Wait, you haven't read Gone Girl yet? The thriller by Gillian Flynn, former TV critic for Entertainment Weekly, was this summer's huge hit, a popular choice both for beach reads and book clubs. It's a genre page-turner, but a good one. It's kind of like a Girl with the Dragon Tattoo, which brought in many people who don't normally pick up thrillers or mysteries. Reese Witherspoon's production company picked up rights to the book shortly after its publication, when it was at the top of the New York Times' bestseller list. Perhaps it's no surprise that the director that brought Girl with the Dragon
Tattoo to the big screen, David Fincher, is also eyeing the book as his next directing project. He's long been entangled doing an adaptation of 20,000 Leagues Under the Sea for Disney, but it appears this complicated, big-budget project may be temporarily grinding to a halt, giving him an opportunity to jump off that ship and board a new one.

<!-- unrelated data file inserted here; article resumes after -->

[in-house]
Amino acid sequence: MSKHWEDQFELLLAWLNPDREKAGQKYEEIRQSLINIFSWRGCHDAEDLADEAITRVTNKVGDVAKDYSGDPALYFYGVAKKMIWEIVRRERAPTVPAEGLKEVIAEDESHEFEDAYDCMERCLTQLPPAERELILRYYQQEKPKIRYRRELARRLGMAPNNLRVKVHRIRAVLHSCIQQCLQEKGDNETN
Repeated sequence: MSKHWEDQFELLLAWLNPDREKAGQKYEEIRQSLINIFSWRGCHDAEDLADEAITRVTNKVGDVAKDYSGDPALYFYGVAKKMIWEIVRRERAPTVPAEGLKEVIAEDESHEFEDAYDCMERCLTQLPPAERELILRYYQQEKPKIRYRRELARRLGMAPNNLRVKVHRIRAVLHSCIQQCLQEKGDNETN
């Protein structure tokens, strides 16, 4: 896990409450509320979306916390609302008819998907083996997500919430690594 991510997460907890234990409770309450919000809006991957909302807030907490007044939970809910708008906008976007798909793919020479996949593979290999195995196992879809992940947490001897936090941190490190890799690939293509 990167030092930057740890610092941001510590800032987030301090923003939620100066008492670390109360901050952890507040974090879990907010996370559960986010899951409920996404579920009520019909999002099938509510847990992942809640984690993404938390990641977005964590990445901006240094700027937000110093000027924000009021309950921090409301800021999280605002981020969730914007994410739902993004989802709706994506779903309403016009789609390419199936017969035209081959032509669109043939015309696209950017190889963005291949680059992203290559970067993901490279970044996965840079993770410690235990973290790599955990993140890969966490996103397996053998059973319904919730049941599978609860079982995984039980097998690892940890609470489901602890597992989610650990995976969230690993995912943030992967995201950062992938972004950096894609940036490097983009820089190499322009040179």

Gone Girl relies on literary sleight-of-hand in order to keep its readers guessing. It starts off being told by one narrator, the husband of a woman who has disappeared under suspicious circumstances, and then switches to her point-of-view. Movies don't have the luxury of showing a point-of-view that's completely filtered through one character's actions, which will be the biggest challenge of the adaptation. Flynn has signed on to adapt her own work. With three novels under her belt and a long history as a media critic, she certainly sounds qualified for the job.
Fincher is still attached to the sequel to Dragon Tattoo, The Girl Who Played with Fire, but that movie isn't being fast-tracked into theatres. The Swedish-language trilogy was such a success that those films appear to have cannibalized the market for the English-language version. I knew a number of fans of the book who raced to see the Swedish-language versions but were burned out on the story by the time Fincher's (great, let it be known) adaptation hit screens over Christmas last year.
There's some speculation that Witherspoon will play the lead. She hasn't taken on a role like the one in Gone Girl since the 1996 movie Fear, a teen flick about a scary relationship. I'm curious if she can manage to make her sweet persona darken when necessary. One thing's for sure--if this adaptation is shepherded by the same director who did Dragon Tattoo, Seven, and Zodiac, the movie will be just as deliciously terrifying as the book.